First Sunday After the Epiphany (Series B)icon-download-pdf-wp
January 7, 2017

Gospel: Mark 1:4-11
Epistle: Romans 6:1-11
Lesson: Genesis 1:1-5
Psalm: Psalm 29

CLB Commentary – Rev. Bill Helland

You may be thinking; “Wait a minute, didn’t I just preach on this text (or part of it anyway)?” Well, if you spoke on the gospel lesson for the Second Sunday in Advent, yes, you very likely spoke on verses 1-8, where the emphasis would have been more on the man, John the Baptist, and his God-given ministry of preparing the way for the Lord. So there is an overlap between that text and this one.

Perhaps the first 5 verses of this text are necessary to set up the contrast between John the Baptist and our Lord, since John was adamant that he was NOT the Messiah! There was One coming after him who was much more powerful than him. He went on to further describe the difference in mission and power in verse 8; I baptize you with water, but he will baptize you with the Holy Spirit. That then sets the stage for this great Epiphany event where, in verse 9, Jesus came walking into John’s arena of ministry (the wilderness by the Jordan River) and insisted on being baptized by John. (Matthew 3:14-15)

There are at least two epiphanies in this text, and by epiphany I defer to Funk and Wagnalls’ definition; any bodily manifestation of a deity. It is important to preach on these mysteries, for young and old alike struggle with their understanding of them (what can be understood of a mystery that is) and their faith in these vital doctrines of the Christian faith.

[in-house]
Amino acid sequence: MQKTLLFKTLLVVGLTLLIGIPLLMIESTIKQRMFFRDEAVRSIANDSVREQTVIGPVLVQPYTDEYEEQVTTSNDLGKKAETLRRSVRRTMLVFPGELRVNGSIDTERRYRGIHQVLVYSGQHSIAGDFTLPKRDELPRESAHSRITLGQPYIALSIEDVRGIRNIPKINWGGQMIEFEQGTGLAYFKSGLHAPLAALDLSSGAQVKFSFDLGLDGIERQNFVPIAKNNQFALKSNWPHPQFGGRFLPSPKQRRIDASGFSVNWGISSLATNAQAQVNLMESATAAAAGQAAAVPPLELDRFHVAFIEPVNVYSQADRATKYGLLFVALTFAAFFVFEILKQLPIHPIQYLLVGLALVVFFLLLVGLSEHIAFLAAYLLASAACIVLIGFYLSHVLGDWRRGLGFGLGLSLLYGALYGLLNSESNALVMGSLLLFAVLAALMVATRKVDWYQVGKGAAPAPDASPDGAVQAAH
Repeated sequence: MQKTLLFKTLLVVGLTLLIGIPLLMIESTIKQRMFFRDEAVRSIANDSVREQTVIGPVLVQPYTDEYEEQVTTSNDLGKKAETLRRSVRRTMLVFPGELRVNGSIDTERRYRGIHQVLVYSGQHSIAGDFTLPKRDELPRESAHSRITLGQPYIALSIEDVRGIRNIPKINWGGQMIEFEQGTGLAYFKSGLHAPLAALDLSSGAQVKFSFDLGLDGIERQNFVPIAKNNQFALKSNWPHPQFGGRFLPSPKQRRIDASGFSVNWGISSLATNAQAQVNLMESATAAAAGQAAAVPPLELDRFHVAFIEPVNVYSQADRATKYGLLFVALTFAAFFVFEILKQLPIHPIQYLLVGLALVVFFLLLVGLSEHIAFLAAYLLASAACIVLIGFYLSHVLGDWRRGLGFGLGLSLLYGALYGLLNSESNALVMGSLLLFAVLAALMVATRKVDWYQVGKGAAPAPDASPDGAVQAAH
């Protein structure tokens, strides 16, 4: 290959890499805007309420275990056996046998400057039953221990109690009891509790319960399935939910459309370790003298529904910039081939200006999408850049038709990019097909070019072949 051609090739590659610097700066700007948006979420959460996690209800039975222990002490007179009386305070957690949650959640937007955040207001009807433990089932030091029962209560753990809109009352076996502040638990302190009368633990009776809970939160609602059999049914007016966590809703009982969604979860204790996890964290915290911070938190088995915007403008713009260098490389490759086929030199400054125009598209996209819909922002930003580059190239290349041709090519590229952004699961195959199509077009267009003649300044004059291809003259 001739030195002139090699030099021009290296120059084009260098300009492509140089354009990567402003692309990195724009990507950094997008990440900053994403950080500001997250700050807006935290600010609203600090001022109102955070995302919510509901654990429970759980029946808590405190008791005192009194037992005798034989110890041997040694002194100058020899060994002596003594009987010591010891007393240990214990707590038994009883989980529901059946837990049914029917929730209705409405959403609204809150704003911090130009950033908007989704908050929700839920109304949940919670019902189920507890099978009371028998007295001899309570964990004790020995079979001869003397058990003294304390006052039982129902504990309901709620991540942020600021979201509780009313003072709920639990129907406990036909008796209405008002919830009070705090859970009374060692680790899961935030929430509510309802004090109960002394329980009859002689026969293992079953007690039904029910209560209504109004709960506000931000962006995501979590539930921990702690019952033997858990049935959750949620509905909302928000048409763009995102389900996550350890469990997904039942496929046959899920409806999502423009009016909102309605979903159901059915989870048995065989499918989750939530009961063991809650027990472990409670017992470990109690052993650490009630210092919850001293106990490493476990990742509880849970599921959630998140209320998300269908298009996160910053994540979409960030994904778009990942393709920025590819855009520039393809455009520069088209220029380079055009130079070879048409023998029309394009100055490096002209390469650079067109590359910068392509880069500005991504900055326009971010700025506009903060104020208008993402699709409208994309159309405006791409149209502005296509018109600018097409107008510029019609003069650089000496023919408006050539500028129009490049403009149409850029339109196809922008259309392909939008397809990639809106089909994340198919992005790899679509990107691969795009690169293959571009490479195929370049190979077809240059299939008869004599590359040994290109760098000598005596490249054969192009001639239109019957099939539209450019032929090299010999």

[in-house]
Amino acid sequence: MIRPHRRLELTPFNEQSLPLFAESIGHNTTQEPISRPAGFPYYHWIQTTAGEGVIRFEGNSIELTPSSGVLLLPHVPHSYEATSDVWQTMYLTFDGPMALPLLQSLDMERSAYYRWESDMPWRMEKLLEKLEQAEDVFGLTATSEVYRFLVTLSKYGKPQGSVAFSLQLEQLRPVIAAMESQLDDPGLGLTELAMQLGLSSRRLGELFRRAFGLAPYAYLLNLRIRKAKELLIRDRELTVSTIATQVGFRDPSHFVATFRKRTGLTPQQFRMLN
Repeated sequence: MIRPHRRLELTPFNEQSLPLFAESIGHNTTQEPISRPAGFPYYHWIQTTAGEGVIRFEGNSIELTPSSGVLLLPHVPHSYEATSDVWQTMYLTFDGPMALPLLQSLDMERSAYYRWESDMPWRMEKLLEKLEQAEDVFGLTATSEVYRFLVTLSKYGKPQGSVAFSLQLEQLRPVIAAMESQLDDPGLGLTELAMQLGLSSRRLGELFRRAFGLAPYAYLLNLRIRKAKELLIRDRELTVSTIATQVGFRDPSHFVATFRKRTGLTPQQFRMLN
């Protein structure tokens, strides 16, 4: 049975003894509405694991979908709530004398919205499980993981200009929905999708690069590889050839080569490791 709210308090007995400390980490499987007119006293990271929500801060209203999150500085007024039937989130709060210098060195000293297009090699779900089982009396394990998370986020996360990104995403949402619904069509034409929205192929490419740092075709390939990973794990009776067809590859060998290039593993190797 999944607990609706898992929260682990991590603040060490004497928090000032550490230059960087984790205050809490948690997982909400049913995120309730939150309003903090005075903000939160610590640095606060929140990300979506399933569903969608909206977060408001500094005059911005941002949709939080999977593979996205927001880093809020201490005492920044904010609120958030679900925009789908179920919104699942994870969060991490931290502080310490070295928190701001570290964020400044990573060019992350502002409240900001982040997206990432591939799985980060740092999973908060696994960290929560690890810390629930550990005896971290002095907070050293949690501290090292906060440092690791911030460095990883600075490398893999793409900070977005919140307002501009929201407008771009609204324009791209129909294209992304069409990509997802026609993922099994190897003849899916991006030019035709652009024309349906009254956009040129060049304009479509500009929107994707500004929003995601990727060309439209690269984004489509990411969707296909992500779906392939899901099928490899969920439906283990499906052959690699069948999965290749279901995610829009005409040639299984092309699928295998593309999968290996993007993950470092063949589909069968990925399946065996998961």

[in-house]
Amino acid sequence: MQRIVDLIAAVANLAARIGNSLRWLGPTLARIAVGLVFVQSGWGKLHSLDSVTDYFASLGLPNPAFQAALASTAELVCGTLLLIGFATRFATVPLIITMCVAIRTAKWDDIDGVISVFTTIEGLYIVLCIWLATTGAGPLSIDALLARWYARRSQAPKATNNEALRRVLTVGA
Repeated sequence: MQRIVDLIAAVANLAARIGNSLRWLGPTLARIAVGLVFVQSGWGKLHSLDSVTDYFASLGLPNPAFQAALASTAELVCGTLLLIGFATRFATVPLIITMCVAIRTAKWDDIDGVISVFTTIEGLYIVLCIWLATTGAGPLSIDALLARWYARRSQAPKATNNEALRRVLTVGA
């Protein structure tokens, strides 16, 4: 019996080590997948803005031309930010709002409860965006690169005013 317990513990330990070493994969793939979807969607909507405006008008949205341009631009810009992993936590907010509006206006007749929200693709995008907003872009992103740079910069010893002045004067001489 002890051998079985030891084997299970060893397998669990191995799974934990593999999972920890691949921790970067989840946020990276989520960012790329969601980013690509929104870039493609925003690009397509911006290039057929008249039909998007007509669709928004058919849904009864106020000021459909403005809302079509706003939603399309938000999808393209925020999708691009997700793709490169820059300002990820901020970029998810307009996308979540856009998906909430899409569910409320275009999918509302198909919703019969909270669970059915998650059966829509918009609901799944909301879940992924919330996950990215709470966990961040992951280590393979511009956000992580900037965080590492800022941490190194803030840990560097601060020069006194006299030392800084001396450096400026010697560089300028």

The first is the doctrinal fact of the Trinity. All three persons of the Trinity were there. Jesus walked on the scene, the Spirit of God descended upon him like a dove, and the Father spoke from heaven; You are my Son, whom I love; with you I am well pleased. Jehovah’s Witnesses and others can deny the doctrine of the Trinity until they are blue in the face, but this passage fully supports that vital Christian doctrine which we confess in the Apostles Creed.

The second is the doctrinal fact that Jesus is the Son of God. This may well be the most important truth revealed in this Epiphany event, for it became the point of contention with the Pharisees and Teachers of the Law throughout Christ’s ministry and the one thing that basically got him killed (from a bystander’s perspective that is), for the truth of scripture is that Jesus laid down his life – no man took it from him.

This truth, that Jesus is the Son of God, is to be front and center in our conversations with unbelievers. Those who are intelligent enough to know that Jesus walked on this earth 2000 years ago may attempt to relegate him to a place in history that is little more than that of a good man, who did and taught good

things. They might further postulate that the unfortunate thing, which got him killed, was to claim oneness with God the Father, to be from God the Father, and to be the Son of God, Savior of the world. If he hadn’t attempted to convince people of those things then he would have had a long life and “successful” ministry.

Pastors, we need to be very clear to our people who Jesus was and is. Many people are living in spiritual darkness today, even some who profess to be Christians, for they make ignorant statements like “Muslims, Jews and Christians all worship the same God.” They deny John 14:6 by saying that Jesus is “a way” to the Father, not THE way, as he clearly taught.

If we join our Heavenly Father’s words, in verse 11, with our Lord’s words, in John 3:16, we have a powerful gospel message to proclaim on this 1st Sunday after Epiphany! And it will be a message through which the Holy Spirit can create faith in the hearts of our listeners to believe that Jesus truly is the Son of God, the second person of the Trinity.

Second Sunday After the Epiphany
Second Sunday After Christmas